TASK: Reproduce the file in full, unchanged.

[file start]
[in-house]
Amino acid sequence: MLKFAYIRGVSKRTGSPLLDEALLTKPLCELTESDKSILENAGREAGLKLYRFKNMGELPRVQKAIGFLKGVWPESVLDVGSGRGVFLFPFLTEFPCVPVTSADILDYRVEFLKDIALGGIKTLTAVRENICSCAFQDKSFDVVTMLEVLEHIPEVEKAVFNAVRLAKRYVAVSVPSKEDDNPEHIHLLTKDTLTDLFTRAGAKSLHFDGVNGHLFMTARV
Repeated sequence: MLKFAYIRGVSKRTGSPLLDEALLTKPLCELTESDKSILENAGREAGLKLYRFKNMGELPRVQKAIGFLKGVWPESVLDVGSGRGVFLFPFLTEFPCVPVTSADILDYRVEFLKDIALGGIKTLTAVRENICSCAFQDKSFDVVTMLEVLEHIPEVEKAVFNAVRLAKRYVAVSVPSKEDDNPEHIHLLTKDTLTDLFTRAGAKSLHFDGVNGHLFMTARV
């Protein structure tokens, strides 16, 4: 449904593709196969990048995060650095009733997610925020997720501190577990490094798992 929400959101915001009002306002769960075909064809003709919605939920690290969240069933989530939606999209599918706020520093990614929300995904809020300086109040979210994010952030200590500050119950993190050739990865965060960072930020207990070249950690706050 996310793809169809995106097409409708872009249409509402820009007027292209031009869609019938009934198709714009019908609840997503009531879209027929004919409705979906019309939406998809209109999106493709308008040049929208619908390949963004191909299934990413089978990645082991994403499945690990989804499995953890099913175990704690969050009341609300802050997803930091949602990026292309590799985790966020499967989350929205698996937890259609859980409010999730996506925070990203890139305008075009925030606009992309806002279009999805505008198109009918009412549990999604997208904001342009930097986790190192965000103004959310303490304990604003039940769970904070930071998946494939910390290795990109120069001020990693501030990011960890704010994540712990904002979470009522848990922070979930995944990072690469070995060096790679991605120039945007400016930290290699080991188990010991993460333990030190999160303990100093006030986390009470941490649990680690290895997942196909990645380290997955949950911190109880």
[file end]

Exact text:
[in-house]
Amino acid sequence: MLKFAYIRGVSKRTGSPLLDEALLTKPLCELTESDKSILENAGREAGLKLYRFKNMGELPRVQKAIGFLKGVWPESVLDVGSGRGVFLFPFLTEFPCVPVTSADILDYRVEFLKDIALGGIKTLTAVRENICSCAFQDKSFDVVTMLEVLEHIPEVEKAVFNAVRLAKRYVAVSVPSKEDDNPEHIHLLTKDTLTDLFTRAGAKSLHFDGVNGHLFMTARV
Repeated sequence: MLKFAYIRGVSKRTGSPLLDEALLTKPLCELTESDKSILENAGREAGLKLYRFKNMGELPRVQKAIGFLKGVWPESVLDVGSGRGVFLFPFLTEFPCVPVTSADILDYRVEFLKDIALGGIKTLTAVRENICSCAFQDKSFDVVTMLEVLEHIPEVEKAVFNAVRLAKRYVAVSVPSKEDDNPEHIHLLTKDTLTDLFTRAGAKSLHFDGVNGHLFMTARV
């Protein structure tokens, strides 16, 4: 449904593709196969990048995060650095009733997610925020997720501190577990490094798992 929400959101915001009002306002769960075909064809003709919605939920690290969240069933989530939606999209599918706020520093990614929300995904809020300086109040979210994010952030200590500050119950993190050739990865965060960072930020207990070249950690706050 996310793809169809995106097409409708872009249409509402820009007027292209031009869609019938009934198709714009019908609840997503009531879209027929004919409705979906019309939406998809209109999106493709308008040049929208619908390949963004191909299934990413089978990645082991994403499945690990989804499995953890099913175990704690969050009341609300802050997803930091949602990026292309590799985790966020499967989350929205698996937890259609859980409010999730996506925070990203890139305008075009925030606009992309806002279009999805505008198109009918009412549990999604997208904001342009930097986790190192965000103004959310303490304990604003039940769970904070930071998946494939910390290795990109120069001020990693501030990011960890704010994540712990904002979470009522848990922070979930995944990072690469070995060096790679991605120039945007400016930290290699080991188990010991993460333990030190999160303990100093006030986390009470941490649990680690290895997942196909990645380290997955949950911190109880």